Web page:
Bertrand died in 2007 from ovarian and breast cancer
Bertrand was diagnosed with ovarian cancer when she was 49 years old, according to Jolie. She was also diagnosed with breast cancer. Jolie recalled Bertrand receiving chemotherapy as treatment in a 2019 personal essay for TIME magazine.
Nearly a decade after her first cancer diagnosis, Bertrand died on Jan. 27, 2007, at the age of 56, surrounded by her children.
“There are no words to express what an amazing woman and mother she was,” Jolie and Haven told PEOPLE in a statement. “She was our best friend.”
She inspired Jolie to undergo preventative cancer treatments
Following Bertrand’s death, Jolie took her health matters into her own hands. Upon finding out that she carried the BRCA1 gene mutation that predisposed her to breast cancer, she opted to have a preventative double mastectomy in 2013. In an op-ed piece for The New York Times, Jolie opened up about her decision to undergo surgery.
“I wanted to write this to tell other women that the decision to have a mastectomy was not easy. But it is one I am very happy that I made. My chances of developing breast cancer have dropped from 87 percent to under 5 percent. I can tell my children that they don’t need to fear they will lose me to breast cancer,” Jolie wrote.
Then, in 2015, a doctor detected possible signs of early cancer in Jolie’s ovaries, so she decided to have them removed. She detailed the process in another op-ed piece for The New York Times, revealing that the same surgeon treated her as her mom.
While reflecting on her surgeries, Jolie expressed that she wished it had been an option for her mother as it could have given her more time with her family.
“I thought that I had gained information that I wish my mother would have known. I wish she had the option. I wish she had the surgery, in fact, and it might have given her more years with my family,” she said on BBC Radio 4’s Women’s Hour in 2016.
She was honored at Jolie's wedding to Pitt
While Bertrand couldn't be there for Jolie’s 2014 wedding to Pitt, her daughter honored her during the nuptials.
In addition to wearing a flower ring from her mother’s collection, Jolie said Pitt had a tribute etched onto a special stone used in the ceremony.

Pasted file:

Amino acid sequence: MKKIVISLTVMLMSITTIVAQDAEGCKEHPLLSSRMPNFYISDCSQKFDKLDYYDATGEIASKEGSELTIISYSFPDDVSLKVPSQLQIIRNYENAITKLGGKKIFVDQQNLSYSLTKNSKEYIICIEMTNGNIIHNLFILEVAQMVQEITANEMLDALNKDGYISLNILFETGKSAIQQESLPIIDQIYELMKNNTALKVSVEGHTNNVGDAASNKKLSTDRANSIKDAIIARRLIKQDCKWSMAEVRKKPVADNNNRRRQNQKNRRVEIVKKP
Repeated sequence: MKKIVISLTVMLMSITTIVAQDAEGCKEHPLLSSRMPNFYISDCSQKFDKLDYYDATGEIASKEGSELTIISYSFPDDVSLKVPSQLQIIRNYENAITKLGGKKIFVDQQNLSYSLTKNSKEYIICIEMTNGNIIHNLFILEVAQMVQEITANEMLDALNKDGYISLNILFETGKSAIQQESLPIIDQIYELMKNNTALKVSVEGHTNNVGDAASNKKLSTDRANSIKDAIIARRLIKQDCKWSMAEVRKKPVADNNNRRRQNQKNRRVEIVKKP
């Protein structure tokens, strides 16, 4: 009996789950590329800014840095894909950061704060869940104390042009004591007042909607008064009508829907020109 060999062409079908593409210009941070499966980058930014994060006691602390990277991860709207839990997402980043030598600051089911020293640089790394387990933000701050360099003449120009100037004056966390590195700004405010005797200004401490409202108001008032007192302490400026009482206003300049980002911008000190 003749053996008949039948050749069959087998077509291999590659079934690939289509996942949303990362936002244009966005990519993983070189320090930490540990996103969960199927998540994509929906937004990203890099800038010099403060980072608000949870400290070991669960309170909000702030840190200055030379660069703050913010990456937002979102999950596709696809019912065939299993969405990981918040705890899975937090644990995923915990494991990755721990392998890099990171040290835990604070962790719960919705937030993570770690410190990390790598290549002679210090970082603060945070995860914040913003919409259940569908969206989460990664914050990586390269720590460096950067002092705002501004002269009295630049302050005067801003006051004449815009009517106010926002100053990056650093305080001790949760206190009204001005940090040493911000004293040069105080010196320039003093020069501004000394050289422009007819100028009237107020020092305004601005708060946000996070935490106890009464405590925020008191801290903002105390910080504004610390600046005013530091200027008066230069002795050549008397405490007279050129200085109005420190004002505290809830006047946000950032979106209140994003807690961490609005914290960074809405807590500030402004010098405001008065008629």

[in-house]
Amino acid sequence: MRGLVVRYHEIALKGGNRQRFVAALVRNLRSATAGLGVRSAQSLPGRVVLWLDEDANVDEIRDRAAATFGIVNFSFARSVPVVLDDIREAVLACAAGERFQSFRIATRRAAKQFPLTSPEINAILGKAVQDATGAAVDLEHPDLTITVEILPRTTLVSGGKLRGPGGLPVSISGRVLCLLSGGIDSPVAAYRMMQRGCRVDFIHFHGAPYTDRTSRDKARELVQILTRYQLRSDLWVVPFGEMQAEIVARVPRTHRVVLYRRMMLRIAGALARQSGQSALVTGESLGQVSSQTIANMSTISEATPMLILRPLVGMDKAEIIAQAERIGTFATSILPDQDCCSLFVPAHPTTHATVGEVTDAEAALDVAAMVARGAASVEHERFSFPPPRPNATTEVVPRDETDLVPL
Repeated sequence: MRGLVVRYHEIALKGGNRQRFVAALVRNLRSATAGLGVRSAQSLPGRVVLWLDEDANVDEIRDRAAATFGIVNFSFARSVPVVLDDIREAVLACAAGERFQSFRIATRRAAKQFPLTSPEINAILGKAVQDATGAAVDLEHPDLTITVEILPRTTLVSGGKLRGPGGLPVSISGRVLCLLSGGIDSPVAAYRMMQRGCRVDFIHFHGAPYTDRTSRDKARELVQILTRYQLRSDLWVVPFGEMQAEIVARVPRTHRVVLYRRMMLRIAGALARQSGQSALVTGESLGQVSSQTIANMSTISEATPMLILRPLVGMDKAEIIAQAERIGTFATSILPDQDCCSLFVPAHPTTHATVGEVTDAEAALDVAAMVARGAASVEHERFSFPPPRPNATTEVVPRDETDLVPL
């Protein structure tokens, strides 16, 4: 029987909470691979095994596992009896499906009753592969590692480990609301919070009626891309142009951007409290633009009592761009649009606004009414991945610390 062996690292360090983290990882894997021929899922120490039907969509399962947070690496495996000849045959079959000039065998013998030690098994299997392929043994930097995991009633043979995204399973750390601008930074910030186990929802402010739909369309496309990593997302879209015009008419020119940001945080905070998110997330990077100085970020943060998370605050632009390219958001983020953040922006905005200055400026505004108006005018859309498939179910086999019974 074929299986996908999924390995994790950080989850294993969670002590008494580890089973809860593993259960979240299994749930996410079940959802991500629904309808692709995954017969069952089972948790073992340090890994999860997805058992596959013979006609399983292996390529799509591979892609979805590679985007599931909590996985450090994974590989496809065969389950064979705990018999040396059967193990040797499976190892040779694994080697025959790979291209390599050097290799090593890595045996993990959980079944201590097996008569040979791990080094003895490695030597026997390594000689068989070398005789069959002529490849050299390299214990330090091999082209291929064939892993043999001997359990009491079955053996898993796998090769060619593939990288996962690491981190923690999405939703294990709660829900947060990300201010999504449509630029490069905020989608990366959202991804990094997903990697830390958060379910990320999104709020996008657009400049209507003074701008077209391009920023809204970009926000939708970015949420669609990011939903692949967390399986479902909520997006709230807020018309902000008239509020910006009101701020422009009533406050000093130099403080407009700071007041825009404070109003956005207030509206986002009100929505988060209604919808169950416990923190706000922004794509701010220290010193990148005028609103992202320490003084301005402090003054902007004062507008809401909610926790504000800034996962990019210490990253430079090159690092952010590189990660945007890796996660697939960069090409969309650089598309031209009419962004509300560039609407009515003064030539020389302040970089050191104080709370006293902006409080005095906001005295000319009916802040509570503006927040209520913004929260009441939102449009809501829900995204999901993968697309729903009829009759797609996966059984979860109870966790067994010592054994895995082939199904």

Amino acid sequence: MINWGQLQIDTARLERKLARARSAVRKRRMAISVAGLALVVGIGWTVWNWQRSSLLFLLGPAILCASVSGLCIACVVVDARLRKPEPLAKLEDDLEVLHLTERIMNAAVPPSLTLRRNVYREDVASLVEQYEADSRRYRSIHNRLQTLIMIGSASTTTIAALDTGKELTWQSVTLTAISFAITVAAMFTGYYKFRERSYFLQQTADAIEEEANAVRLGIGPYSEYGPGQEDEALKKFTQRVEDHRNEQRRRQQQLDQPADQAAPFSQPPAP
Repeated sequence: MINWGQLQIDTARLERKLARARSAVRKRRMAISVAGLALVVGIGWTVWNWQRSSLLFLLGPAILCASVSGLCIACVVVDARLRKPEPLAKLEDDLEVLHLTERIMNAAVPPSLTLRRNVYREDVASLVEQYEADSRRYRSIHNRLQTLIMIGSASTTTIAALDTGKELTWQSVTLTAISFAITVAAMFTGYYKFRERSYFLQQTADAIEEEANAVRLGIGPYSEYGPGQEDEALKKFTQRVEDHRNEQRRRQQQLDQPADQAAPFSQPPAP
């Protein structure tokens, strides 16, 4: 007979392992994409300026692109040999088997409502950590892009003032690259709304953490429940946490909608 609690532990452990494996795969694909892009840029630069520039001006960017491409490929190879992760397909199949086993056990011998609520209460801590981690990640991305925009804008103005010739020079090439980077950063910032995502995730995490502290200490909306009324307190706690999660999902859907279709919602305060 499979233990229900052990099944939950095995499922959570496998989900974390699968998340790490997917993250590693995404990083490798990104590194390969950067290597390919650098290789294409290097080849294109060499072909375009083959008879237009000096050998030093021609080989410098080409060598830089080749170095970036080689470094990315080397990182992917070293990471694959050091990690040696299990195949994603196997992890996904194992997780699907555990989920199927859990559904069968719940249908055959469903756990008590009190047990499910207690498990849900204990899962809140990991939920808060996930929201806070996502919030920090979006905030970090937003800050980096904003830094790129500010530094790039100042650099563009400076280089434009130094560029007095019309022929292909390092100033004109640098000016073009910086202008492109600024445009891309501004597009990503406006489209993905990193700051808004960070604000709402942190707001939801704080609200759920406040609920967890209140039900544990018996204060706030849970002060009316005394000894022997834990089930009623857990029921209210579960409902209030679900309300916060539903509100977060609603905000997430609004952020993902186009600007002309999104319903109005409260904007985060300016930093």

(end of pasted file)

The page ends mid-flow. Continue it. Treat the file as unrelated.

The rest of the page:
“Brad had a dedication to Marcheline engraved inside the chapel where we stood,” Jolie told PEOPLE.
Jolie was inspired by her mom while writing By The Sea
Eight years after losing her mom, Jolie and Pitt partnered up for her drama film By The Sea, which she wrote, directed, produced and starred in. Jolie revealed to Vogue that the grief she felt during that time inspired her character, Vanessa.
“My mother was an Earth Mother and the nicest person in the world,” Jolie said in 2015, noting that Vanessa was not as nice in the film. “But the specific grief came from the woman I was closest to, seeing her art slip away, her body fail her.”
Jolie feels connected to her mother through her children
In 2014, Jolie opened up to French Marie Claire about how Bertrand remained a constant presence in her life, explaining she felt connected to her through her kids.
“I feel in contact with my mother when I look at my children,” she told the outlet. “I can feel her influence over me then. I see that my way of raising them resembles the way she raised my brother and I. ... Therefore, yes, my mother is there, present in this influence, all the time.”
Although Bertrand didn’t get to meet all of Jolie’s children, Jolie said she “would have thrived as a grandmother.”
“I know how much she would have contributed to their lives and I am sad they will miss out on that,” she told Elle France in 2017. “I would give anything for her to be with me at this time. I've needed her. I talk to her often in my mind and try to think what she might say and how she might guide me.”